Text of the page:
Europe vs. Google: The Next Chapter

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Carlos Osorio / AP

A scanner passes over a book as part of Google Inc.'s project to create digital versions of all the estimated 50 million to 100 million books in the world

Google may be valued at more than $185 billion and boast millions of users, but that doesn't mean the Internet giant is any match for the diminutive French President Nicolas Sarkozy. On Dec. 8, Sarkozy warned Google he would not allow France to be "stripped" of its literary heritage, an apparent reference to Google's enormous book-digitizing project. "We won't let ourselves be stripped of our heritage to the benefit of a big company, no matter how friendly, big or American it is," Sarkozy said during a round-table discussion in eastern France. "We are not going to be stripped of what generations and generations have produced in the French language, just because we weren't capable of funding our own digitization project."

Sarkozy's oratorical histrionics are becoming a regular occurrence. But the French President isn't the only European David ready to stand up to the Internet Goliath and its formidable archiving project. Last October, German Chancellor Angela Merkel reiterated concerns held by many German publishers. The German government, she said, rejected "the scanning of books without any copyright protection like Google is doing. We refuse to permit simple scanning of books without full protection of intellectual-property rights." The French and German complaints are part of a growing move in the European Union to head off Google's mass digitization of literature. "It is not up to any individual organization to determine policy on a matter as important as the digitization of our global heritage," French Culture Minister Frédéric Mitterrand told the Journal du Dimanche following a meeting of his E.U. peers in late November to discuss a united, state-led approach to the matter. "I'm not going to leave this issue up to simple laissez-faire."

Google has already digitized some 10 million books — most of them "public domain" works that are out of print, or books whose copyright owners are unknown. Google's strategy thus far appears to have been to scan first, and deal with any copyright issues later — a method that worries authors and publishers. Justice authorities in the U.S. and in Europe have warned Google that it should not secure a monopoly position that would allow it to single-handedly dictate how much the public must pay to access many of the world's great books.

Google and its backers — which include industrial partner Sony as well as libraries in the U.S. and Europe — argue that the company brings rare books often only obtainable by students, scholars and researchers to the general public online for free. It says it's also setting aside funding to pay to unknown copyright owners who step up and ask for remuneration, or remove works by those who don't want to be in Google's archive.

Opponents — these include several European governments and publishers, and the Open Access Alliance formed by authors and Google rivals like Yahoo! and Microsoft — describe that as a kind of massive, literary landgrab which ignores copyright concerns until owners demand they be paid or their books removed. They also fear Google's initially free search-and-access service will give way to a pay scheme. Confusing matters further, libraries, publishers and writers in both the U.S. and Europe are split in pro- and anti-Google Book camps.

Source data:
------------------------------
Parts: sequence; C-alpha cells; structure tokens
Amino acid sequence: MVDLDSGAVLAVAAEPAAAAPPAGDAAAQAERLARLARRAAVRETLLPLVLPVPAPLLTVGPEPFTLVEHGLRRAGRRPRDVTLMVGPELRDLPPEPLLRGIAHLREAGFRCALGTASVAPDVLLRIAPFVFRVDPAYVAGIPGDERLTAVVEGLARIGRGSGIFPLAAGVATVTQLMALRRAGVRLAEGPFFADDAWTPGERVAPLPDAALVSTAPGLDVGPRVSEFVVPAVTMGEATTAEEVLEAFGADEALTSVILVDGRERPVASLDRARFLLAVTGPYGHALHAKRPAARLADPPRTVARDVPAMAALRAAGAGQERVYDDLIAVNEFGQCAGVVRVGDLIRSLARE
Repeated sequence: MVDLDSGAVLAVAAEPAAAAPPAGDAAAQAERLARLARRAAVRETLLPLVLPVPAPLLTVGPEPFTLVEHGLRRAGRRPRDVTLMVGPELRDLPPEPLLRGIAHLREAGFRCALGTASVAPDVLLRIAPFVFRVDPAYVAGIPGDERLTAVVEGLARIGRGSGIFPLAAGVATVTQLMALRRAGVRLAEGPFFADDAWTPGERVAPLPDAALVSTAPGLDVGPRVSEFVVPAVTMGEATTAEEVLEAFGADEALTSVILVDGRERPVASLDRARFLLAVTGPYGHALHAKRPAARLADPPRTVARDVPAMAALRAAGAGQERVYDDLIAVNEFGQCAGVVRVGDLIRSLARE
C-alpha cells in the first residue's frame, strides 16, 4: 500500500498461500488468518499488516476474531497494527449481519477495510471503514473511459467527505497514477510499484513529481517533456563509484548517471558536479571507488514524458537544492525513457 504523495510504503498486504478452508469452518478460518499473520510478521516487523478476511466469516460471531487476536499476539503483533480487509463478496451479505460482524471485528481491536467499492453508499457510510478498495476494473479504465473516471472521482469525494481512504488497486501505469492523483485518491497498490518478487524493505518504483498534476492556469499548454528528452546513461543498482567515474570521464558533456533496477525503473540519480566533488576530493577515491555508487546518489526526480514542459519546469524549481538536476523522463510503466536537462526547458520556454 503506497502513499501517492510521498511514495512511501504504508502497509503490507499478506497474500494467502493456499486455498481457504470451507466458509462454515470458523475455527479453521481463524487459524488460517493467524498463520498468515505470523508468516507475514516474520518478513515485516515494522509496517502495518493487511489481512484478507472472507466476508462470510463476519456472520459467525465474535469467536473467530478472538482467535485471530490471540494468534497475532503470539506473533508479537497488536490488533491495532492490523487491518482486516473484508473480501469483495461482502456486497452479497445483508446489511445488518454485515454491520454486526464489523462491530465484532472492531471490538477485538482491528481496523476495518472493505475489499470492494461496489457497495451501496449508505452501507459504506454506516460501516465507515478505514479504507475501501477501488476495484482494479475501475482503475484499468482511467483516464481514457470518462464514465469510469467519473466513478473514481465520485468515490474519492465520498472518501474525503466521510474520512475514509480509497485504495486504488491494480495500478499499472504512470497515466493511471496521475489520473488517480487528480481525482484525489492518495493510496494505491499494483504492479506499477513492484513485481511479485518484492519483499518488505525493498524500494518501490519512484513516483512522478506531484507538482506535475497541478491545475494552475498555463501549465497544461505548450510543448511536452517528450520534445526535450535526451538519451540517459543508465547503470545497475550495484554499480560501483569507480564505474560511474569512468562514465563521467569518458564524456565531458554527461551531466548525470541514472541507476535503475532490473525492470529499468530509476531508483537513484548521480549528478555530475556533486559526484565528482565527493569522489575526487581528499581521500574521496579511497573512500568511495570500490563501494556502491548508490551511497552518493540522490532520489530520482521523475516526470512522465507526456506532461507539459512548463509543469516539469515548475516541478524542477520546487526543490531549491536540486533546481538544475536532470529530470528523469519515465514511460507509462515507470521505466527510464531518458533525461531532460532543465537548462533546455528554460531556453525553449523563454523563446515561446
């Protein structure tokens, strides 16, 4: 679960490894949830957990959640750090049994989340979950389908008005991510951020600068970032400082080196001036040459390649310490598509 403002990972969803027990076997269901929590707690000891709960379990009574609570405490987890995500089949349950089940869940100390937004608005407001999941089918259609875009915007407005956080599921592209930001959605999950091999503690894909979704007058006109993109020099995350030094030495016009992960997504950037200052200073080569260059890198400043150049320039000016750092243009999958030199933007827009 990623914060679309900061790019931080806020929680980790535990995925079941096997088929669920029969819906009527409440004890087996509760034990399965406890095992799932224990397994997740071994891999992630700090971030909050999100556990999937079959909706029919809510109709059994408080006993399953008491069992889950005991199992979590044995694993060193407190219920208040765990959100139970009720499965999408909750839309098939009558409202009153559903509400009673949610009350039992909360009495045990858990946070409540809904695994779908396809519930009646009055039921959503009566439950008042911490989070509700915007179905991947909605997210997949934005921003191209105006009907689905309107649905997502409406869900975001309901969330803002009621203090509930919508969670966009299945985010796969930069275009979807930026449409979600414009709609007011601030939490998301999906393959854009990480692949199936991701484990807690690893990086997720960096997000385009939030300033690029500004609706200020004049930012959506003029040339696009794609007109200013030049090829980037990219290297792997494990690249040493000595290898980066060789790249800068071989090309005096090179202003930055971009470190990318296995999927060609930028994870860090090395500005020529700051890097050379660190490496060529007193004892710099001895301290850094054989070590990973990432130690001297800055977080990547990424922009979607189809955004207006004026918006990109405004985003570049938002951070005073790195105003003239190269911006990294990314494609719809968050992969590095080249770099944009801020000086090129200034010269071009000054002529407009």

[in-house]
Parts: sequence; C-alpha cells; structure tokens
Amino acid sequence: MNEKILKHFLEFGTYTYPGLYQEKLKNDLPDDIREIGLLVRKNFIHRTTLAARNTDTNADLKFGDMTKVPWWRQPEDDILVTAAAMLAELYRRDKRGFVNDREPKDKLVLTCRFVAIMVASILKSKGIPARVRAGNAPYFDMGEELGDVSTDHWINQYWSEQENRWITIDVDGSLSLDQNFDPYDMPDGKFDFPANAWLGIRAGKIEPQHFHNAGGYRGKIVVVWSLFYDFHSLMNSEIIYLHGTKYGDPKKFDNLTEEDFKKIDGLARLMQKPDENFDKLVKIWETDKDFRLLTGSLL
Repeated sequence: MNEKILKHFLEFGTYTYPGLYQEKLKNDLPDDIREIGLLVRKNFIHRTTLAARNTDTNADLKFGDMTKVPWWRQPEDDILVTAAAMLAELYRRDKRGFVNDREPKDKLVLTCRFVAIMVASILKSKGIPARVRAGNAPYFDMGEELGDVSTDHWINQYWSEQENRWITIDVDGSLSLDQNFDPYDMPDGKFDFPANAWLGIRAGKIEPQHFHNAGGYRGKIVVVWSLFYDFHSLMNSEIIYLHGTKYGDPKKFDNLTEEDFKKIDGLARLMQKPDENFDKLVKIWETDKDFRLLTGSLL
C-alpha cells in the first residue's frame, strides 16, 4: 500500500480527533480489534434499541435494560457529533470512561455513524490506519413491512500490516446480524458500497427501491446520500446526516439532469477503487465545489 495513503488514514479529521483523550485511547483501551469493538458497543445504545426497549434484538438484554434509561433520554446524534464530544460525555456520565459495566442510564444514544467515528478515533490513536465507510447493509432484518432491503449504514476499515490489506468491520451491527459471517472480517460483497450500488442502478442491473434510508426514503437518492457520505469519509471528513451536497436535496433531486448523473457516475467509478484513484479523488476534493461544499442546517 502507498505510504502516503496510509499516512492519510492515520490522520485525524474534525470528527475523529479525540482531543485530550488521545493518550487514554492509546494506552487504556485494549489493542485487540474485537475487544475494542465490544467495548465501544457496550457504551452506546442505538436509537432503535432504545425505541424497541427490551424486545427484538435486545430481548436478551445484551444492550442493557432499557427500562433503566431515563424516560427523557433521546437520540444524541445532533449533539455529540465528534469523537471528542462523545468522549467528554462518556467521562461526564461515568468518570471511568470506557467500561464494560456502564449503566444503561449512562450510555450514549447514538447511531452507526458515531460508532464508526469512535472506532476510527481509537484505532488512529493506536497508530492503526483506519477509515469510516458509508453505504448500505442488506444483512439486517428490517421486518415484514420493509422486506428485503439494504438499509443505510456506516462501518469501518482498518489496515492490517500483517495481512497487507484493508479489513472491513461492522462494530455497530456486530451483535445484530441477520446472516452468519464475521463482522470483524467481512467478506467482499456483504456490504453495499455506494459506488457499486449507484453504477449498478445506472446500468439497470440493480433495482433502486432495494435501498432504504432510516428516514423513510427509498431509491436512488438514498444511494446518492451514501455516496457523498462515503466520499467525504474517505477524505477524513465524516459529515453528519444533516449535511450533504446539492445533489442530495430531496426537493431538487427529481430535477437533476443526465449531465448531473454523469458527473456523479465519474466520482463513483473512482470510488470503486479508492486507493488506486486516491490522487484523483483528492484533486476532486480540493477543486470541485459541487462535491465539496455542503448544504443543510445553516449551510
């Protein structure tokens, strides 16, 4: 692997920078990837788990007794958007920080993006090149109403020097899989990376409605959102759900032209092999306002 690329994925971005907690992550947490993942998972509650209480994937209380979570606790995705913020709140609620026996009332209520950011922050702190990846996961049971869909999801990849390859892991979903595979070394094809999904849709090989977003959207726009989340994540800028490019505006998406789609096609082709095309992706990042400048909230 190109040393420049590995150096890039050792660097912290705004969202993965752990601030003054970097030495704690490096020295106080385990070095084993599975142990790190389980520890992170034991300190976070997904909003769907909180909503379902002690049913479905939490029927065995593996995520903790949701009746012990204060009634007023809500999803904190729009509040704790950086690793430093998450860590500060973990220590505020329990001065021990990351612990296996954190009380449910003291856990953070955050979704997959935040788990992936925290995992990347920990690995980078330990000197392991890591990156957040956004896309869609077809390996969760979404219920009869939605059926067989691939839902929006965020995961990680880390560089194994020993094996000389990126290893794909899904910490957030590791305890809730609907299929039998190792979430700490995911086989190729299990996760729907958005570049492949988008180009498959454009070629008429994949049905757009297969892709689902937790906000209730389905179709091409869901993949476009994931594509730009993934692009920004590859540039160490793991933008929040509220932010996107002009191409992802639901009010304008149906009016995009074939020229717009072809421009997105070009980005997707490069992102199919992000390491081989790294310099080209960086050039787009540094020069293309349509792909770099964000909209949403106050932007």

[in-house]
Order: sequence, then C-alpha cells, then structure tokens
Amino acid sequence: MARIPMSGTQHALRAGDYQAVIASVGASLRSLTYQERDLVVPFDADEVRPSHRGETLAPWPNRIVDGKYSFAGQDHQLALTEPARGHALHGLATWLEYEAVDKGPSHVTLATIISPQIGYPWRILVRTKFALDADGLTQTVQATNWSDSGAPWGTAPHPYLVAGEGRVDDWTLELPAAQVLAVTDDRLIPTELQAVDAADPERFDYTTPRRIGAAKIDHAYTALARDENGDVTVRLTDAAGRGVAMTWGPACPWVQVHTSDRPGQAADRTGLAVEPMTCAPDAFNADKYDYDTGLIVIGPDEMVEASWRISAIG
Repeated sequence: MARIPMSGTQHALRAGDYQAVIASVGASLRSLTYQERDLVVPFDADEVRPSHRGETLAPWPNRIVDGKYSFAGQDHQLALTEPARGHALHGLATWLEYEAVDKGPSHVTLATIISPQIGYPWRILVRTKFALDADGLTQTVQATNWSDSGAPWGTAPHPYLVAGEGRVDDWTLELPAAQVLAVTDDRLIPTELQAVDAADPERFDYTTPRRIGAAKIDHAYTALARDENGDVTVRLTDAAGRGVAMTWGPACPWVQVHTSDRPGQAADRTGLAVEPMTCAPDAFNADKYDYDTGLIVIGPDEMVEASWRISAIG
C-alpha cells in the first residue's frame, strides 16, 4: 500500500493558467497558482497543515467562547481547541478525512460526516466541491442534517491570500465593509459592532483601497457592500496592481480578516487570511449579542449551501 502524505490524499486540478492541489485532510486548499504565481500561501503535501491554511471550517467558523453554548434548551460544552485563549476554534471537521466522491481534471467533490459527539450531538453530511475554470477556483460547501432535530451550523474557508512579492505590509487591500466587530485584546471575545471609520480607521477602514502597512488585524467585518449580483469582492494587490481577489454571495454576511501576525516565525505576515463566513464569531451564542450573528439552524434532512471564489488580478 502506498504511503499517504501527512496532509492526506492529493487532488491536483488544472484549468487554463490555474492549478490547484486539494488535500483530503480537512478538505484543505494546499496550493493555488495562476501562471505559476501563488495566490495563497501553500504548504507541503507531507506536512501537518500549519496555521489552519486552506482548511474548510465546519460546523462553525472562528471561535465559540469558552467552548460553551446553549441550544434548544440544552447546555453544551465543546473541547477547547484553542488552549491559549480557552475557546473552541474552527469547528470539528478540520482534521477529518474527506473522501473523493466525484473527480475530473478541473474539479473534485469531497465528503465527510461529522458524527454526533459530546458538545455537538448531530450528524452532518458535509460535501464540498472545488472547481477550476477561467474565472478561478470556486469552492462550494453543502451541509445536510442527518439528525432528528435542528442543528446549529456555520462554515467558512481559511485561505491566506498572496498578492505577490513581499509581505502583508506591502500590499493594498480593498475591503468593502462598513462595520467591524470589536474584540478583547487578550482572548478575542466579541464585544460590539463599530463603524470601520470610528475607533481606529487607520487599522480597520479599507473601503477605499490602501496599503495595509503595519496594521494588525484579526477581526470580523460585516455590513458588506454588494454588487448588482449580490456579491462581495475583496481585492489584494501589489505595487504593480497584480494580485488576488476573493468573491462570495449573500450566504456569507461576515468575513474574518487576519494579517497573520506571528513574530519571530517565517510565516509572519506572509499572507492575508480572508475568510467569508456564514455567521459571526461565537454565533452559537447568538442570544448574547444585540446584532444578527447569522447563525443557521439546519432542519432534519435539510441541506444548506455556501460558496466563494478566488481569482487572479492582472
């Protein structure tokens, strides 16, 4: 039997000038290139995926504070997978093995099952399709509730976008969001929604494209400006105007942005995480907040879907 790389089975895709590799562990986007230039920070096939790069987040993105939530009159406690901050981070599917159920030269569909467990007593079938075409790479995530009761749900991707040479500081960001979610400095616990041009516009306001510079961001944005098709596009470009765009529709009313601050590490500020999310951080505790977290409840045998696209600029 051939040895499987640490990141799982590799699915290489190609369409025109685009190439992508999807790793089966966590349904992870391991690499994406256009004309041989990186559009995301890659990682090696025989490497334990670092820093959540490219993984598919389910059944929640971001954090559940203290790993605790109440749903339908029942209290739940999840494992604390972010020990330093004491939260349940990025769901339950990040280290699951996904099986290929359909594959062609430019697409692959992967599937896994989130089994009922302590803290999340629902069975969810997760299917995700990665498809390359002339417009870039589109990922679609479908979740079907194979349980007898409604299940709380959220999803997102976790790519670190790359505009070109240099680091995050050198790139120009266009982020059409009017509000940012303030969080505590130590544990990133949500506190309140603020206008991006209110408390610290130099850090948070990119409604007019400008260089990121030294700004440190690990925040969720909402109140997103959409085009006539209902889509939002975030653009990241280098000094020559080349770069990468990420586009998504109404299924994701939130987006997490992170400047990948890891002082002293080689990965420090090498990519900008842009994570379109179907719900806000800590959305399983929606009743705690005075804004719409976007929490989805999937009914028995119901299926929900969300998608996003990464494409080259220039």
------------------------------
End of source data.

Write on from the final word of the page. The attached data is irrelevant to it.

The California-based giant has already made some concessions to publishers. Under a pending settlement reached with U.S. publishers' groups, Google has agreed to limit its archiving to works that have been registered in the U.S., or come from the U.K., Australia, and Canada — English-speaking countries whose authors are present in American libraries. That agreement would nominally exclude books from countries like France and Germany, and from China, which has also objected to the digitization project on copyright grounds. Still, the accord must be approved by a U.S. federal court review in February — not a slam-dunk affair, given the American Justice Department's concerns that the agreement still breaks "fundamental copyright principles."

Google has another court date it is preparing for. Paris publishing group La Martinière took Google to court after it discovered the firm had scanned and archived books on which La Martinière holds the copyright. It's asking for $15 million in damages for the violation. If it wins — a ruling is expected on Dec. 18 — the case will help set an important legal precedent on Google's approach. Google France declined to comment on the court case, but noted its scanning work with 30 libraries and 30,000 private publishers has provoked little legal challenge. Could that change soon? "We feel confident we'll win on the most important legal points in this case, which is important to establish precedent awaiting the U.S. hearing in February," notes Tessa Destais, an adviser to Le Martinière. "We're not anti-Google — it's a wonderful company. We're simply insisting it obey copyright laws, and start negotiating with publishers as partners."